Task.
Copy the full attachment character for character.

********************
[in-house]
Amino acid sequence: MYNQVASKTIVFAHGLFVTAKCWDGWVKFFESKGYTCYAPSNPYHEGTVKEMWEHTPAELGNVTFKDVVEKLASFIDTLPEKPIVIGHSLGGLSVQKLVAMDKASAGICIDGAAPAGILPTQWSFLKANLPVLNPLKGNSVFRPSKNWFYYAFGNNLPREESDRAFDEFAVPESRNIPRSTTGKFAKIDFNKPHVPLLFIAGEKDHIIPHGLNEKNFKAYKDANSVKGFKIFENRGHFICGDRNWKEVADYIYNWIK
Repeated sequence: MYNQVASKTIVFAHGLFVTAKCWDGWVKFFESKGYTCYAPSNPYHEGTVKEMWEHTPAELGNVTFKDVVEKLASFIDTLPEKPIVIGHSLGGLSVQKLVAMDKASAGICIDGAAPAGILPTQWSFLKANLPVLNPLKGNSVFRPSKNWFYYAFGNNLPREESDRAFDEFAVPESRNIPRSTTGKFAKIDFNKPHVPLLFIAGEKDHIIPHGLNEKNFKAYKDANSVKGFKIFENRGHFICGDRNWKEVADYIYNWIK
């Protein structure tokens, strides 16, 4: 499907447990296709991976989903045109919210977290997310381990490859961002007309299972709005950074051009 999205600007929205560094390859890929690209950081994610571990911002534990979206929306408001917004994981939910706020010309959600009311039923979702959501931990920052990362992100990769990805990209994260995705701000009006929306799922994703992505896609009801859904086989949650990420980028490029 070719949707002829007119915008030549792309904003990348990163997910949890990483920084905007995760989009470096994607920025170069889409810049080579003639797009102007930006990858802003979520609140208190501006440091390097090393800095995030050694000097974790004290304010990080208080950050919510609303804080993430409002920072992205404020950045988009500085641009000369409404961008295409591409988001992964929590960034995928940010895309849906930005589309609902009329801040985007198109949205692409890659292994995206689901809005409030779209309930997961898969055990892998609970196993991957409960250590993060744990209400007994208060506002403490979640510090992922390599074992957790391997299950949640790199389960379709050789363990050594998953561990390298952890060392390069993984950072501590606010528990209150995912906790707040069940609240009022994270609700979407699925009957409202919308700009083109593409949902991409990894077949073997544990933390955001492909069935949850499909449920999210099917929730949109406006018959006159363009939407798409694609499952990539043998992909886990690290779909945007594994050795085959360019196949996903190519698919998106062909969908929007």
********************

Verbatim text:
[in-house]
Amino acid sequence: MYNQVASKTIVFAHGLFVTAKCWDGWVKFFESKGYTCYAPSNPYHEGTVKEMWEHTPAELGNVTFKDVVEKLASFIDTLPEKPIVIGHSLGGLSVQKLVAMDKASAGICIDGAAPAGILPTQWSFLKANLPVLNPLKGNSVFRPSKNWFYYAFGNNLPREESDRAFDEFAVPESRNIPRSTTGKFAKIDFNKPHVPLLFIAGEKDHIIPHGLNEKNFKAYKDANSVKGFKIFENRGHFICGDRNWKEVADYIYNWIK
Repeated sequence: MYNQVASKTIVFAHGLFVTAKCWDGWVKFFESKGYTCYAPSNPYHEGTVKEMWEHTPAELGNVTFKDVVEKLASFIDTLPEKPIVIGHSLGGLSVQKLVAMDKASAGICIDGAAPAGILPTQWSFLKANLPVLNPLKGNSVFRPSKNWFYYAFGNNLPREESDRAFDEFAVPESRNIPRSTTGKFAKIDFNKPHVPLLFIAGEKDHIIPHGLNEKNFKAYKDANSVKGFKIFENRGHFICGDRNWKEVADYIYNWIK
């Protein structure tokens, strides 16, 4: 499907447990296709991976989903045109919210977290997310381990490859961002007309299972709005950074051009 999205600007929205560094390859890929690209950081994610571990911002534990979206929306408001917004994981939910706020010309959600009311039923979702959501931990920052990362992100990769990805990209994260995705701000009006929306799922994703992505896609009801859904086989949650990420980028490029 070719949707002829007119915008030549792309904003990348990163997910949890990483920084905007995760989009470096994607920025170069889409810049080579003639797009102007930006990858802003979520609140208190501006440091390097090393800095995030050694000097974790004290304010990080208080950050919510609303804080993430409002920072992205404020950045988009500085641009000369409404961008295409591409988001992964929590960034995928940010895309849906930005589309609902009329801040985007198109949205692409890659292994995206689901809005409030779209309930997961898969055990892998609970196993991957409960250590993060744990209400007994208060506002403490979640510090992922390599074992957790391997299950949640790199389960379709050789363990050594998953561990390298952890060392390069993984950072501590606010528990209150995912906790707040069940609240009022994270609700979407699925009957409202919308700009083109593409949902991409990894077949073997544990933390955001492909069935949850499909449920999210099917929730949109406006018959006159363009939407798409694609499952990539043998992909886990690290779909945007594994050795085959360019196949996903190519698919998106062909969908929007």